Un avatar del diavolo

(2005) two actors and live electronics. Text by Antonin Artaud (“Pour en finir avec le jugement de dieu” and other writings, Gallimard Pub.), with a quotation from Visage by Luciano Berio (Universal Edition and courtesy Talia Pecker Berio) [45’]

Premiered at XXLVI Festival Internazionale di Musica Contemporanea, Venezia, September 30th 2005, Arsenale, Teatro Tese delle Vergini)

Project and Music: Roberto Doati

Video: Paolo Pachini (actresses: Marta Paola Richeldi, Shila Anaraki)

Actors on stage: Giorgio Bertan and Marta Paola Richeldi

Stage and Scene Director, text assembler: Giuseppe Emiliani

Light Designer: Mauro Marri

Multimodal System and sensors: InfoMus Lab, DIST-Università di Genova

Stage objects by Charles Eames: vitra

Commissioned by La Biennale di Venezia

Realized with a Fellowship from MacDowell Colony

The term avatar (“misadventure”, but also “metamorphosis”, “incarnation”) is used by Antonin Artaud as subtitle for his last work “Pour en finir avec le jugement de dieu” (To have done with the judgement of God). Nowadays avatar is also a virtual double of a human being, a digital alter ego.

So the title wants to indicate the foundations of  my work: the double (God as Lucifer alter ego? Excrements as spirit alter ego?) and digital technology language (Lucifer alter ego?).

Computer technology is my habit of mind, is my double, and I use it here to transform sounds and voices of the two characters (Giorgio Bertan and Marta Paola Richeldi), always on the borderline between logocentrism and melocentrism. I use it to project the sounds into the real space through 10 loudspeakers. «To make metaphysics of the spoken language means […] to break it up and to project it dynamically into the space». I make use of the gestures on the stage, as well as the three screens video projection, capturing them with EyesWeb (InfoMus Lab , DIST-Genova University) and mapping them to synthesis and processing data. Thanks to this technology I can easily realize a full interaction between sounds, signs and actions, combining them in order to make an effective language: the theatre. «Instead to confine these dissonances to one sense area, we will let them go through all the senses, from a colour to a sound, from a single word to a light, from some gestures trepidation to a plain surface of sounds etc. etc.».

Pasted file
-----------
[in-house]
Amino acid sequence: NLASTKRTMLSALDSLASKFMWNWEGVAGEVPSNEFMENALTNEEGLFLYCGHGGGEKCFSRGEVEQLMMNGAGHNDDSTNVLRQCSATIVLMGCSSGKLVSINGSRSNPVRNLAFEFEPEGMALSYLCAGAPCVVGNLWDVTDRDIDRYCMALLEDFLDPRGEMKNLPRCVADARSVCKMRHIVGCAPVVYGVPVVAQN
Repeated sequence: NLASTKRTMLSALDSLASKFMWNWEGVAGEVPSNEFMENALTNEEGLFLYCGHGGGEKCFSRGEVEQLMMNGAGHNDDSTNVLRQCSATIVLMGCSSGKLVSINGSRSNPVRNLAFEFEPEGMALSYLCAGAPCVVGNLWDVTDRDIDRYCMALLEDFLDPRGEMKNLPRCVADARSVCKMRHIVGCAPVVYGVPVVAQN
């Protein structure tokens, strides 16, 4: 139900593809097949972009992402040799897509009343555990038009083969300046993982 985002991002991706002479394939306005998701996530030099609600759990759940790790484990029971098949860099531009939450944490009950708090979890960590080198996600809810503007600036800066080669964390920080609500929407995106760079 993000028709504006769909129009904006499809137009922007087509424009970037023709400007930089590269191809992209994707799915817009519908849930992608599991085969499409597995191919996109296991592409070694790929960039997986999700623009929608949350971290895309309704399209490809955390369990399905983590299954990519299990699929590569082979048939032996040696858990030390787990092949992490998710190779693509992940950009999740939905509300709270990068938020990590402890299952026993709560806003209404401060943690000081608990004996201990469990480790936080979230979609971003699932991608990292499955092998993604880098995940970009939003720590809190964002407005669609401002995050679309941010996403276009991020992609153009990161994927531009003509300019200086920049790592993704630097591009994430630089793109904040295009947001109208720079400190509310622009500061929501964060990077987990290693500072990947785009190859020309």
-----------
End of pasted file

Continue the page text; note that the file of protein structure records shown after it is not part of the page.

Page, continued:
An example is given in the 4th scene when the actor is caressing a chair and according the gesture quality, “recognized” by the chair, the actress voice will be affected, also generating different kinds of sigh: desire, pleasure, anguish. On the stage there are three objects to interact with: a chair and a screen by Charles Eames (courtesy Vitra), and a Polish radio, all from the 40s of XX Century.

The choice of such an important text by Artaud is motivated by the will to bring it back to its original context which is so close to the work of Pierre Schaeffer. Artaud was commissioned by the French Radio to create a recorded work, but its broadcasting was prohibited (as well as the later Visage by Luciano Berio, heard in the 5th scene, thanks to Universal Edition and Talia Pecker Berio). On Sept. 4th 1948, six months after Artaud’s death, the Director of Radiodiffusion Française Wladimir Porché, who was responsible for the censorship over “Pour en finir avec le jugement de dieu”, open the CER, the experimental radio broadcasting center that can be considered the birthplace of the latter Groupe de recherche de musique concrète.

The scene

Two actors on stage.

Three objects: a chair and a screen by Charles Eames (courtesy Vitra), a Polish radio, all from the Forties of XX Century. The chair has 3 hidden microphones to keep track of the gestures over it, the screen has proximity sensors to keep track of the movement around it, the radio has 2 MIDI knobs, 1 MIDI switch and proximity sensors to keep track of the movement around it.

All the information coming from the object is transformed into MIDI signal and used to control the live electronics transformation of the voices.

The videos are projected over 3 screens: two up above the scene, one on the stage.

A scheme of the Venezia stage is included here.


Charles Eames plywood chair, 1946 (Courtesy vitra.)
Charles Eames plywood screen, 1946 (Courtesy vitra.)
Polish radio from the Forties.